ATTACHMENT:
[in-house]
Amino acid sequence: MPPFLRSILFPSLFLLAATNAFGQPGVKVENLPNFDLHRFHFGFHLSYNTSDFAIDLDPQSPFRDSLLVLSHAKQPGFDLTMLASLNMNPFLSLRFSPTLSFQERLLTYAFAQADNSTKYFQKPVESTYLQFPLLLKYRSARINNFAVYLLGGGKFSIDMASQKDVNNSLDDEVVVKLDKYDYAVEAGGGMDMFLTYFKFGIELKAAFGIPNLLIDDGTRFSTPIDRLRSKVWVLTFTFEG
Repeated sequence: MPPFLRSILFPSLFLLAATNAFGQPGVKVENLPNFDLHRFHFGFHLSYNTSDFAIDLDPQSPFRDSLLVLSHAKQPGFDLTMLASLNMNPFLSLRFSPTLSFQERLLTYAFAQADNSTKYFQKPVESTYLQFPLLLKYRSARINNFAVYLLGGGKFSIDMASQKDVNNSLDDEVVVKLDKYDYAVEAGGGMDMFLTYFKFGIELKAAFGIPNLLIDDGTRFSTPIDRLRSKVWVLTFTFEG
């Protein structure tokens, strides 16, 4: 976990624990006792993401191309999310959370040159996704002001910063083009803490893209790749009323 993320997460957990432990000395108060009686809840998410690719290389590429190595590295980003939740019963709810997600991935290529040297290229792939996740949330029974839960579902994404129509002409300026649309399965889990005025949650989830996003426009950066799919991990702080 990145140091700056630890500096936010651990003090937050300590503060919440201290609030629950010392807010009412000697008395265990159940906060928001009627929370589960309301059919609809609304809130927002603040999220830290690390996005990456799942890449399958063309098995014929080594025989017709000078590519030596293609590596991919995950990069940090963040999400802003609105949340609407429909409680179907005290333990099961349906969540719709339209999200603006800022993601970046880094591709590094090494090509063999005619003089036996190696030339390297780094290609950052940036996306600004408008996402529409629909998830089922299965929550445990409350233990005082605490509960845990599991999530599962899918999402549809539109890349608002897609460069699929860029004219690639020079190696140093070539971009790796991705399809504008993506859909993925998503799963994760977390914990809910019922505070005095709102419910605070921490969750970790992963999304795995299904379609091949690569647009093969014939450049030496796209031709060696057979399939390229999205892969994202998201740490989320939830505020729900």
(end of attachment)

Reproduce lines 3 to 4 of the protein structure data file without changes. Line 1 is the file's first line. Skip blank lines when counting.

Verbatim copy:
Repeated sequence: MPPFLRSILFPSLFLLAATNAFGQPGVKVENLPNFDLHRFHFGFHLSYNTSDFAIDLDPQSPFRDSLLVLSHAKQPGFDLTMLASLNMNPFLSLRFSPTLSFQERLLTYAFAQADNSTKYFQKPVESTYLQFPLLLKYRSARINNFAVYLLGGGKFSIDMASQKDVNNSLDDEVVVKLDKYDYAVEAGGGMDMFLTYFKFGIELKAAFGIPNLLIDDGTRFSTPIDRLRSKVWVLTFTFEG
């Protein structure tokens, strides 16, 4: 976990624990006792993401191309999310959370040159996704002001910063083009803490893209790749009323 993320997460957990432990000395108060009686809840998410690719290389590429190595590295980003939740019963709810997600991935290529040297290229792939996740949330029974839960579902994404129509002409300026649309399965889990005025949650989830996003426009950066799919991990702080 990145140091700056630890500096936010651990003090937050300590503060919440201290609030629950010392807010009412000697008395265990159940906060928001009627929370589960309301059919609809609304809130927002603040999220830290690390996005990456799942890449399958063309098995014929080594025989017709000078590519030596293609590596991919995950990069940090963040999400802003609105949340609407429909409680179907005290333990099961349906969540719709339209999200603006800022993601970046880094591709590094090494090509063999005619003089036996190696030339390297780094290609950052940036996306600004408008996402529409629909998830089922299965929550445990409350233990005082605490509960845990599991999530599962899918999402549809539109890349608002897609460069699929860029004219690639020079190696140093070539971009790796991705399809504008993506859909993925998503799963994760977390914990809910019922505070005095709102419910605070921490969750970790992963999304795995299904379609091949690569647009093969014939450049030496796209031709060696057979399939390229999205892969994202998201740490989320939830505020729900």